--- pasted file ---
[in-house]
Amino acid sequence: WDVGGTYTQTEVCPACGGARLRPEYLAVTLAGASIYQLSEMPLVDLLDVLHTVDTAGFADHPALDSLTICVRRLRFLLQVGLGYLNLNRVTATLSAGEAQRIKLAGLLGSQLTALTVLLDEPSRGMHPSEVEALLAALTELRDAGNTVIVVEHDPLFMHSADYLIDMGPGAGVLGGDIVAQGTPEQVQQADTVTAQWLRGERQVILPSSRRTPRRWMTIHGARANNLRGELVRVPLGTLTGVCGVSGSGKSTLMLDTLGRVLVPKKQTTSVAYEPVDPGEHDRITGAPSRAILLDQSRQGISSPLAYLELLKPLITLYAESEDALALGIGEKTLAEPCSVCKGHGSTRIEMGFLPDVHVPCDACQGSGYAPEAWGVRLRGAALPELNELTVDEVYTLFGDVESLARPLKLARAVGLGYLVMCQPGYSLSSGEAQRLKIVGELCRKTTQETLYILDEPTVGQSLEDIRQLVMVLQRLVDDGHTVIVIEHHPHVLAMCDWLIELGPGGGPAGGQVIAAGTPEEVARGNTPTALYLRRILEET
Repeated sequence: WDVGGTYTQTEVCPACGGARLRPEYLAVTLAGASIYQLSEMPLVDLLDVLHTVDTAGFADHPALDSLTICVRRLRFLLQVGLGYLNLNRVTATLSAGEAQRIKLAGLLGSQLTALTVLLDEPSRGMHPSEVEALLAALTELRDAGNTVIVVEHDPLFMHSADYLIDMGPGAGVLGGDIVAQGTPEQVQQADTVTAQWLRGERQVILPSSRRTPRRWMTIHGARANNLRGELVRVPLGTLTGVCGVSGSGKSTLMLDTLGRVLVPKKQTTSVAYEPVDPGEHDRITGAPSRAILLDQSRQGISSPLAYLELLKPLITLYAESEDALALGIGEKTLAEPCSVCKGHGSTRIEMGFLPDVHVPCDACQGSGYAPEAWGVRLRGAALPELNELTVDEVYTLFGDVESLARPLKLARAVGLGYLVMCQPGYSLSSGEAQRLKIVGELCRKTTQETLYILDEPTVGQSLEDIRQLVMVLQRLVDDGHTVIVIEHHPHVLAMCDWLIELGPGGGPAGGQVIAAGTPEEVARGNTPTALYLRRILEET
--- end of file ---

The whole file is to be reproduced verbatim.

[in-house]
Amino acid sequence: WDVGGTYTQTEVCPACGGARLRPEYLAVTLAGASIYQLSEMPLVDLLDVLHTVDTAGFADHPALDSLTICVRRLRFLLQVGLGYLNLNRVTATLSAGEAQRIKLAGLLGSQLTALTVLLDEPSRGMHPSEVEALLAALTELRDAGNTVIVVEHDPLFMHSADYLIDMGPGAGVLGGDIVAQGTPEQVQQADTVTAQWLRGERQVILPSSRRTPRRWMTIHGARANNLRGELVRVPLGTLTGVCGVSGSGKSTLMLDTLGRVLVPKKQTTSVAYEPVDPGEHDRITGAPSRAILLDQSRQGISSPLAYLELLKPLITLYAESEDALALGIGEKTLAEPCSVCKGHGSTRIEMGFLPDVHVPCDACQGSGYAPEAWGVRLRGAALPELNELTVDEVYTLFGDVESLARPLKLARAVGLGYLVMCQPGYSLSSGEAQRLKIVGELCRKTTQETLYILDEPTVGQSLEDIRQLVMVLQRLVDDGHTVIVIEHHPHVLAMCDWLIELGPGGGPAGGQVIAAGTPEEVARGNTPTALYLRRILEET
Repeated sequence: WDVGGTYTQTEVCPACGGARLRPEYLAVTLAGASIYQLSEMPLVDLLDVLHTVDTAGFADHPALDSLTICVRRLRFLLQVGLGYLNLNRVTATLSAGEAQRIKLAGLLGSQLTALTVLLDEPSRGMHPSEVEALLAALTELRDAGNTVIVVEHDPLFMHSADYLIDMGPGAGVLGGDIVAQGTPEQVQQADTVTAQWLRGERQVILPSSRRTPRRWMTIHGARANNLRGELVRVPLGTLTGVCGVSGSGKSTLMLDTLGRVLVPKKQTTSVAYEPVDPGEHDRITGAPSRAILLDQSRQGISSPLAYLELLKPLITLYAESEDALALGIGEKTLAEPCSVCKGHGSTRIEMGFLPDVHVPCDACQGSGYAPEAWGVRLRGAALPELNELTVDEVYTLFGDVESLARPLKLARAVGLGYLVMCQPGYSLSSGEAQRLKIVGELCRKTTQETLYILDEPTVGQSLEDIRQLVMVLQRLVDDGHTVIVIEHHPHVLAMCDWLIELGPGGGPAGGQVIAAGTPEEVARGNTPTALYLRRILEET